SAN DIEGO (KGTV) – Clinics and hospitals across California are storing COVID-19 antivirals that are ineffective against omicron and are no longer authorized for use anywhere in the U.S.
These life-saving monoclonal antibodies would be welcome relief in the corners of the world still contending with variants other than omicron, but U.S. health providers are barred from sharing them.
“Right now, we’re just kind of sitting on them,” said Dr. Christian Ramers, who oversees the monoclonal antibody clinic at Family Health Centers of San Diego.
He estimates his clinic has enough of these restricted treatments for a few hundred patients that are now just “taking up fridge space.”
One country that could use these drugs is the Solomon Islands, located about 1,200 miles northwest of Australia. The island nation, which had been virtually untouched by COVID-19 until last month, is in the middle of a surge fueled by that delta variant that is threatening to overrun the burial grounds in the capital city of Honiara.
“There are not enough spaces. And now with the death toll increasing, there will be no spaces to bury the dead,” said Esther Nuria, a journalist for Solomon Star News.
The government recently posted instructions on social media, explaining how citizens should handle the corpses of COVID-19 victims.
The Solomon Islands is one of the last countries on earth where omicron hasn’t taken over, and their hospital system has few tools to treat the sick.
“Hospitalized patients who are short of breath, we’re giving [them] oxygen support when needed. But when it comes to any antibodies to treat patients with COVID, there is nothing like that on the ground here,” Nuria said.
In January, when omicron became ubiquitous throughout the United States, the Food and Drug Administration (FDA) restricted the use of monoclonal antibody treatments that were ineffective against the variant and urged providers to use other drugs instead, such as the antiviral pills from Pfizer and Merck.
The Department of Health and Human Services (HHS) encouraged clinics to store doses of Regeneron’s REGEN-COV and Eli Lilly’s bamlanivimab/etesevimab antibody cocktails in case they become useful in the future.
HHS did not respond to repeated requests for comment from ABC 10News last week.
It’s not clear how many doses of these obsolete antibodies remain stored throughout San Diego County. The county does not track the doses of the Regeneron or Eli Lilly monoclonal antibodies in stock at local hospitals, clinics, or its own MARC treatment centers, said San Diego County Health and Human Services spokeswoman Sarah Sweeney.
The California Department of Public Health (CDPH) said it also does not keep a county-by-county inventory of these drugs. Federal records show California received 27,748 doses in the three weeks before the FDA pause.
“We follow CDPH guidance and are recommending unused supplies of the medicine be retained in the event of a future variant against which they may be effective,” Sweeney said via email.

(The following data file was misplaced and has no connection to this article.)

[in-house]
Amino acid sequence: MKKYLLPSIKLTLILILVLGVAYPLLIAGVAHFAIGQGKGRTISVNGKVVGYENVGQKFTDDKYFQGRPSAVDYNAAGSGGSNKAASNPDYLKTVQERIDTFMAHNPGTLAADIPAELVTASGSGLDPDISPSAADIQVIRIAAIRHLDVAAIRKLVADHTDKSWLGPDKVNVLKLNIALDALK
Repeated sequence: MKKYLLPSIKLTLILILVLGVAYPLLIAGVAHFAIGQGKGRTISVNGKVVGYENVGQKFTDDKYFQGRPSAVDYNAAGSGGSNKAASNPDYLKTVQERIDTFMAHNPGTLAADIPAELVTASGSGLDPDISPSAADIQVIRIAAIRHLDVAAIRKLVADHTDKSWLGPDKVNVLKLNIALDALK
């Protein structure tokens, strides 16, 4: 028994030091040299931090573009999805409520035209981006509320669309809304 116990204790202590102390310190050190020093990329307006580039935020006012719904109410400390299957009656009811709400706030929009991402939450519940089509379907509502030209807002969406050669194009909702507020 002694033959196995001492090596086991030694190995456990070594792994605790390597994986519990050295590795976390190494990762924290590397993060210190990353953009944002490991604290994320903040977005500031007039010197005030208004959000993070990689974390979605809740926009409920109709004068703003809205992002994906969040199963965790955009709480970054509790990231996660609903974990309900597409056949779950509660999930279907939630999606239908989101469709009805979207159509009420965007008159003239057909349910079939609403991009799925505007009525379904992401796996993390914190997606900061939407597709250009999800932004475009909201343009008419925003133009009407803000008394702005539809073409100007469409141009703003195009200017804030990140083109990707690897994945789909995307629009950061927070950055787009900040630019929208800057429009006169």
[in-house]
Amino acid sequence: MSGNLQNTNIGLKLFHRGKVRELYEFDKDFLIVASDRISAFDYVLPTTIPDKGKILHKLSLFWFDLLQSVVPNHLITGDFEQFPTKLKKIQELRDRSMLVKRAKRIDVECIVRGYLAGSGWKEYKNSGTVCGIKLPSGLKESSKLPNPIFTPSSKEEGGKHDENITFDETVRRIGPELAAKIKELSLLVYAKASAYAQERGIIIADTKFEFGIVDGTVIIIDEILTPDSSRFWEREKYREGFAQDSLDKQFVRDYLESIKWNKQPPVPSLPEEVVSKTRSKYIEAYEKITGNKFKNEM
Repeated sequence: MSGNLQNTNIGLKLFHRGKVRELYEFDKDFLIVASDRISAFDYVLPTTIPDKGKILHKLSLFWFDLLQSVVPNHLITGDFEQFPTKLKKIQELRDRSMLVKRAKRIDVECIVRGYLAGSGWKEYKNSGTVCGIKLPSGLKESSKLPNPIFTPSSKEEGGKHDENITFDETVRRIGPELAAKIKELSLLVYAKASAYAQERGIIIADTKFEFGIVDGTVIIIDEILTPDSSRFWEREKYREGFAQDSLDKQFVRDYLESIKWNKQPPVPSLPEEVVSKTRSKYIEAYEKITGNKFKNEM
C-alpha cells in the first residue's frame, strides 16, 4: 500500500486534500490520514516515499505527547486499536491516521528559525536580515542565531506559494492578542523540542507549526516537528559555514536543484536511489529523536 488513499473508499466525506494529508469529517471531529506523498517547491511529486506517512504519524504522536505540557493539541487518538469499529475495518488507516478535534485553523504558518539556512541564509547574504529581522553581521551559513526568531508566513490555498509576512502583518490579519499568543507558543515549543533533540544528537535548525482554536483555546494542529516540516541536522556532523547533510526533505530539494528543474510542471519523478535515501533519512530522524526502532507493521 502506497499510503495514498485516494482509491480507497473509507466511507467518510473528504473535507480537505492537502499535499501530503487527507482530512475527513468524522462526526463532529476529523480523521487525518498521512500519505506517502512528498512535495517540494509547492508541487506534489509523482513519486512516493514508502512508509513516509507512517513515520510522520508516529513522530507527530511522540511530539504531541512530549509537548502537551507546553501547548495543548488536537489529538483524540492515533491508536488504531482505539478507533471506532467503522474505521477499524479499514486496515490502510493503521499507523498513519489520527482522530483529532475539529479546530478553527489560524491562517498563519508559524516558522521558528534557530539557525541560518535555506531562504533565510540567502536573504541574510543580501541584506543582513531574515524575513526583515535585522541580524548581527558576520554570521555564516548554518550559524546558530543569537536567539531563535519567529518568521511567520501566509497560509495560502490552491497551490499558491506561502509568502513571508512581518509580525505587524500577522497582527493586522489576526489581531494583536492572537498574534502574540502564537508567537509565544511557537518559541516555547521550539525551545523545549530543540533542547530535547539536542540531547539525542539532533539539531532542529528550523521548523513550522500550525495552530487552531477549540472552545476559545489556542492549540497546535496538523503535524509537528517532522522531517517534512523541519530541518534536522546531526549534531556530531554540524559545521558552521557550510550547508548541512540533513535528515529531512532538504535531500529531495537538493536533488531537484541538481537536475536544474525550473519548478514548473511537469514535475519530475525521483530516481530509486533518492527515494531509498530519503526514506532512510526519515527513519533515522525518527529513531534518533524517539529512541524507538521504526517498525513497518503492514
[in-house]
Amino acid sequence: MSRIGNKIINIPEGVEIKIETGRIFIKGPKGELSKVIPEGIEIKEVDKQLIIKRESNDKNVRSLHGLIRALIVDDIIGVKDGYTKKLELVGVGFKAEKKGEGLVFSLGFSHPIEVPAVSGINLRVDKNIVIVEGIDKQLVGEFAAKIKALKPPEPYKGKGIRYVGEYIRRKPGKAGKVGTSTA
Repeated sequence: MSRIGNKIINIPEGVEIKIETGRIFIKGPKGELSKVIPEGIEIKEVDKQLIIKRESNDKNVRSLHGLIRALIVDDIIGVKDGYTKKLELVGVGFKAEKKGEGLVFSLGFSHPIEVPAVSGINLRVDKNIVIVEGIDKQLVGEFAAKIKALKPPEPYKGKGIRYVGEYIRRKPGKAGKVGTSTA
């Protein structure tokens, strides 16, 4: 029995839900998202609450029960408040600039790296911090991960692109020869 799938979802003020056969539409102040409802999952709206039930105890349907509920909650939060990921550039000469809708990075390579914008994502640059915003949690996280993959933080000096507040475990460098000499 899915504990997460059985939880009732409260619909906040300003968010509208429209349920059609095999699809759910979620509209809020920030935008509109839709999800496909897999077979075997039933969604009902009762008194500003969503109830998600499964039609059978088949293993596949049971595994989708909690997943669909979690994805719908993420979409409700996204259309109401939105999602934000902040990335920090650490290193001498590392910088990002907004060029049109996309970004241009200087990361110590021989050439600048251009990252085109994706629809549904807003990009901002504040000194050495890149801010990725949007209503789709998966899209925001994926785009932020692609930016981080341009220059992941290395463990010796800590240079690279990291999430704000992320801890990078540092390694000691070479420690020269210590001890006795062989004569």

Scripps Health confirmed it also has supplies of these restricted drugs, but declined to say how many.
“We are in regular communication with HHS officials and were informed [last month] that there is no mechanism in place to return our unused supplies. We are held to regulatory standards that, without government intervention, would not allow us to ship supplies out of the country,” said Scripps Health spokesman Steve Carpowich.
Like the COVID-19 vaccines, all of the monoclonal antibody therapies available in the U.S. were purchased by the federal government. The emergency regulations that allow their use specify that the federal government controls their distribution.
“Unfortunately, we can’t donate these drugs to other countries or even send them to our other University of California members,” said Desi Kotis, chief pharmacy executive at UC San Francisco Health.
Last year, UCSF and other providers tried to convince federal officials to allow hospitals to donate unused vaccines at risk of expiring to other countries. Federal officials turned down the request.
However, Kotis said the situation with these antibodies is different. With the vaccines, tens of thousands of doses were at risk of expiring within weeks. “With the Lilly/Regeneron antiviral products, those expirations are much longer, so you don’t have to worry about something expiring,” she said.
The antibody drugs can be kept in a refrigerator for up to 18 months, according to FDA documents.
These monoclonal antibodies, which can reduce hospitalizations and death by up to 87 percent, are also far more expensive than vaccines. The U.S. government paid $2,100 per course of REGEN-COV.
“Things change and it may be that a couple months from now, there’s another variant that it works for,” Ramers said. “They are not about to expire tomorrow or next week or next month, so right now, we’re just kind of holding on to them.”
UCSF Health has enough Eli Lilly and Regeneron antibodies for 60 patients, Kotis said. It plans to send 40 doses back to the manufacturer in hopes someone else can use them.
“These drugs do show promise and could be helping others, versus you know, a small amount of them sitting on the shelf,” Kotis said.
In a small country like the Solomon Islands, even a few treatments could make an outsized impact. For now, they’re not coming.
“Frustrating. It’s very frustrating,” said Nuria.